And then this one time I seen punks pogo dancing in the soopcoolture, that was somethin’ different than just playing the kissymouth diamond slut or showing your bare hairy legs as a gag tranny at some event, that was somethin’ else man, that was energy and not giving a shit about the art-full bourgeoisie, ’cause in the soopcoolture every everyman misjudges: Not just what you see, but what’s hiding behind it, and the more everyman struts his hip under-underground, the more’s hidden behind it in the soopcoolture, and for every everyman who quits posing, another cult-ured creep creeps along, and some well-behaved man freaks politely out. So whatever he dumps in the shaker, it’s guaranteed the stuff’s gonna boil over, and pounding in the ingredients brings the hip pot to the breaking point, I think shaking the shaker does somethin’ for the soopcoolture, but it doesn’t matter what feed you shove in, the sick motor just has to stay on and keep the feeding trough full: a lot of people get their potbelly from the feeding trough, and even the ones who bitch about the soopcoolture get their fat from it. And that kinda thing is its pure function, everyone living off of everyone else, making this kinda circle thing, where everything and anything dies a dismal death, and the guru-god figures out what’s going on about half-way down the line, lays back, loosens up, and floats down the mainstream and threatens that the soopcoolture will have its Explosion Day and its Action Day, but only if all goes well. And ’til then: an outfit and an opinion about it, a movie a record a book and a statement about it, and fuck pint and fuck pussy, and menfrustration and womenhate. This loser-hoopla is tip top, ’cause the industry employs system-gluttons and critical pop and AIDS pop and Anti-Aleman pop and your Kanak Attak shit are great lookouts for the system, ’cause you, we and the whole world make noise for dough and whine for hard cash. Everyone’s showing everyone what he’s got and the coolest line goes: I’ve got the better throwing arm for shard-shatterin’ and cop-crazy-makin’. Who’s the tuffest hustler, who can dig the longest tunnels, and what’s my best trait and didn’t I fool the enemy good, and we all taunt the pig ’cause the pig brings us down, and here, there you’ve rammed a skewer through his flank. The pig covers us all, and we grunt in the stall, and he’s the keeper: That’s our only truth, but we all hold onto the goddamned scoundrel’s Palazzo-dream and someday we’re gonna kick our poor skins and our rock bottoms into the hot hell and drive the pig into the stall, and until then: dead man and soopcoolture, where crazy tricks are the thing, and a handful of folks brain around the thing about guessing games, how to get a good hashstone from which ’68 dealer, and who when where hip or not pulls off a slippery speech, and who when where hip or not ripped a raw scratch from a few grooves, and who when where hip or not shat a cult-trace in a Prussian drill, and altogether what who where the puppet state roughly amply offered as soopcoolture, in and out, on the go and gone again. And another one’s felled by the virus, the virus has hollowed another one out. And someone’s fed up, takes the resistance gun and plays Action Day, and then he’s gone too: no immunity, no protection at all. And what’s going on in the calves’ heads: that little people get the radical fever and can say: I stole the Purina from the mutt. This multi-armed middle class sowed its kids in all the fields, and now they’re running ’round with their seminar pusses: an idea forwards, an idea towards the edge, where you can rustle around unnoticed for a minute, a step into freaky leather and then back to just doing things for the sake of happiness, they run ’round: full speed to where it’s at and on the run from the big snooper state, they run ’round on the roll to the meatless hardware, but all those sweet small actors aren’t clear. The damn ignominy lasts forever, swallowing trips and that kind of stuff like a Host for an acquittal or a picture that even shakes a dead man in his sarcophagus: black hungry cells that swallow everything they see, and that tie themselves together in zen communion wafers and cross paths with everyone who does anything in the soopcoolture, even if it’s just being there, even if you just sniff the good old sugar pop air: the black hungry cell is your shadow.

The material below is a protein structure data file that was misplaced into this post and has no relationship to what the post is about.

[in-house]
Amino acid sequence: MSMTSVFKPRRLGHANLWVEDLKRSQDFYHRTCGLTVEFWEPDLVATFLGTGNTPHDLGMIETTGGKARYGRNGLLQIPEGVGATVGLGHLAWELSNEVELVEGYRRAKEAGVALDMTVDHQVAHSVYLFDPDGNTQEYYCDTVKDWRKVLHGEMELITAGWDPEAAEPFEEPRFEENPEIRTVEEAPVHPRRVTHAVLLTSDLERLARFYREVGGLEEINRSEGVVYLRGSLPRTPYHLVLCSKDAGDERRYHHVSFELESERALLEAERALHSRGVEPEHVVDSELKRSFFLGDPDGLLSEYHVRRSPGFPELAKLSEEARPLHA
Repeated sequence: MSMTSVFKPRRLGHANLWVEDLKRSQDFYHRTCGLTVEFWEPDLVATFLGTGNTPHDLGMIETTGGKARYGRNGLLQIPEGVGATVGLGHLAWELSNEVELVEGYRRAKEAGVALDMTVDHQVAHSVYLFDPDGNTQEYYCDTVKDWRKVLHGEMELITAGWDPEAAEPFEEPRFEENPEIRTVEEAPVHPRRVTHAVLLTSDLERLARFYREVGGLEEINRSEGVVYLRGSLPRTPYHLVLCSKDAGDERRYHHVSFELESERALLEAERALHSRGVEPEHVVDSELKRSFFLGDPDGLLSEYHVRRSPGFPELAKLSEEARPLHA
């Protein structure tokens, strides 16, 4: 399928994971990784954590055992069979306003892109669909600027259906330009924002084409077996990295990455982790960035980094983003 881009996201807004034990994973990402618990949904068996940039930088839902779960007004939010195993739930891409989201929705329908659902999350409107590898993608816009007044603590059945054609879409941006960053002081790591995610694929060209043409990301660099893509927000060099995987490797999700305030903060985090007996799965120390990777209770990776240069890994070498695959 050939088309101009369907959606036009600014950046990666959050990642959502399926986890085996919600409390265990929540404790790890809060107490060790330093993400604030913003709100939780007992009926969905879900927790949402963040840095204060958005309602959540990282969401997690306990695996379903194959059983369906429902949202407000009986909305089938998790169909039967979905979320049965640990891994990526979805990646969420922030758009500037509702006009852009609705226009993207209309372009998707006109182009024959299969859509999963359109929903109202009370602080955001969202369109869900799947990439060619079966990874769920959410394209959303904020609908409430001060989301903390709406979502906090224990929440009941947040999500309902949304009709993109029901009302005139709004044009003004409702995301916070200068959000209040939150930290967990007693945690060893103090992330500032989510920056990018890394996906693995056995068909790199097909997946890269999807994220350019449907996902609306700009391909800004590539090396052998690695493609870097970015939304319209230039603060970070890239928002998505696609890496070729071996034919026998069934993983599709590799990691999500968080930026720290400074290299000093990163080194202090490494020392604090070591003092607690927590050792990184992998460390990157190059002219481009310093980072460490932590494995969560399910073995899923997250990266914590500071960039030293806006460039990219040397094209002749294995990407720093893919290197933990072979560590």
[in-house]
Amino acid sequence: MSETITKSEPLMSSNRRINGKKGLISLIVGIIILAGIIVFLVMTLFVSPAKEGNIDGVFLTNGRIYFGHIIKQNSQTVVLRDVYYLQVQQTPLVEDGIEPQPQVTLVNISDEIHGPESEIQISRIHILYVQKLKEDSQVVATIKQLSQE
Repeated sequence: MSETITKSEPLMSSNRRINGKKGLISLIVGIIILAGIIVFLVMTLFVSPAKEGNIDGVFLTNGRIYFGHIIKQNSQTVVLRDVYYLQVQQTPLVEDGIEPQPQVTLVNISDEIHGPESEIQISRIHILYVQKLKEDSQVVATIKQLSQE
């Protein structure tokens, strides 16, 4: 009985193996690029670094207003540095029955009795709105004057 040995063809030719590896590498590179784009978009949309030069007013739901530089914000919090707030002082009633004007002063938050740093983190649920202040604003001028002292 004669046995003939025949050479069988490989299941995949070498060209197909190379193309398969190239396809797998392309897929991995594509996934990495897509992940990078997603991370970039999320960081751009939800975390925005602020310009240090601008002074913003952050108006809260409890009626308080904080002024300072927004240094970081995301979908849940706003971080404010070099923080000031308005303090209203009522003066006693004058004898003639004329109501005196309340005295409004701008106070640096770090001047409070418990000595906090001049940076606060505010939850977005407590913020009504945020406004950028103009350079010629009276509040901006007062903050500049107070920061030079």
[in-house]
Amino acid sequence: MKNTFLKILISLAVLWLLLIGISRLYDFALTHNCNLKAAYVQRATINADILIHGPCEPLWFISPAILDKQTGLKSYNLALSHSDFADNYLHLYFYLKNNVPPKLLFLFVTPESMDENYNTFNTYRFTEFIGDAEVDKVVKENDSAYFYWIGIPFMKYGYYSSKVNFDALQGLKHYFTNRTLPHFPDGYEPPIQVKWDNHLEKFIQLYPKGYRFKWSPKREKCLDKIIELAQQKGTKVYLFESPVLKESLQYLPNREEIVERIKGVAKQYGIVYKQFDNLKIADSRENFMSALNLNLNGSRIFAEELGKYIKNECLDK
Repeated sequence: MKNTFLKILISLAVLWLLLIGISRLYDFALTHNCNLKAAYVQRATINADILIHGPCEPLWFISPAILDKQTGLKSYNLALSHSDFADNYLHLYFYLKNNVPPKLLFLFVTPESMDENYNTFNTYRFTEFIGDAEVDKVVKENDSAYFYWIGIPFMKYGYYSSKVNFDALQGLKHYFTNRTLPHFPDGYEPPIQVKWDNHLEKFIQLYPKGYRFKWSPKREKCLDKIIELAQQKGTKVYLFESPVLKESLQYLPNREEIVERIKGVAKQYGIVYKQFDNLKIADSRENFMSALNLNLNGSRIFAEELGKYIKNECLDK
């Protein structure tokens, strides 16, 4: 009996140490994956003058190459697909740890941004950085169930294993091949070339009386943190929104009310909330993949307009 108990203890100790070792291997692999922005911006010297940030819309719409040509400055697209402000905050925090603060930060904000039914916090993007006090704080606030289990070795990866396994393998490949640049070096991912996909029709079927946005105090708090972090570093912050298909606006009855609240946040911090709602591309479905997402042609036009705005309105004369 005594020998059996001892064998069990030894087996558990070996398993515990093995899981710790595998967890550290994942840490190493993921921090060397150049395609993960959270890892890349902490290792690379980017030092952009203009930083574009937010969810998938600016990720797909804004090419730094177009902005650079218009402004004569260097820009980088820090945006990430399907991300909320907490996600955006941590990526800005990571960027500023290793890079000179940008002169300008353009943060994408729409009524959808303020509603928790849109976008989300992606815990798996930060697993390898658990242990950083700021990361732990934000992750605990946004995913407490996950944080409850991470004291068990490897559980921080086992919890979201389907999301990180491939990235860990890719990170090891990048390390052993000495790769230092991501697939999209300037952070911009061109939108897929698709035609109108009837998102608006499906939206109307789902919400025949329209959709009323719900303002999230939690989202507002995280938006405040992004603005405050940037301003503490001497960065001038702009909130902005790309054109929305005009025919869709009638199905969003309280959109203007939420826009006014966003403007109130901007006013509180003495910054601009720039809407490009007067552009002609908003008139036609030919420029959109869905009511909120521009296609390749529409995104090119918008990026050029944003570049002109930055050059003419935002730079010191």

And the system starts right outside your front door, and what we bring in is like dog shit smeared on your brand new Persian, fresh from the heel, it’s system schmaltz that everyone and everybody feeds on and shits out, and the system gives us schmaltz and digest-stomachs and shitout-asses and toilet bowls to boot, and in the soopcoolture our Jesus hearts have the biggest apeshit bloodthirst, so you pull in your neck, and drown in your wineglass, and don’t know shit and separate yourself from all those überclever matters, and take riffraff rah-rah as the best and better of what can befall you, and feed on the beggar’s bread that the Germans stuff into the yaps of their better-minded kids so that they never yammer about the crude conditions or whimper for the merciful hand that pulls the plug. ’Cause otherwise you’re a soopcoolture-stiff, and Germany’s shat on you.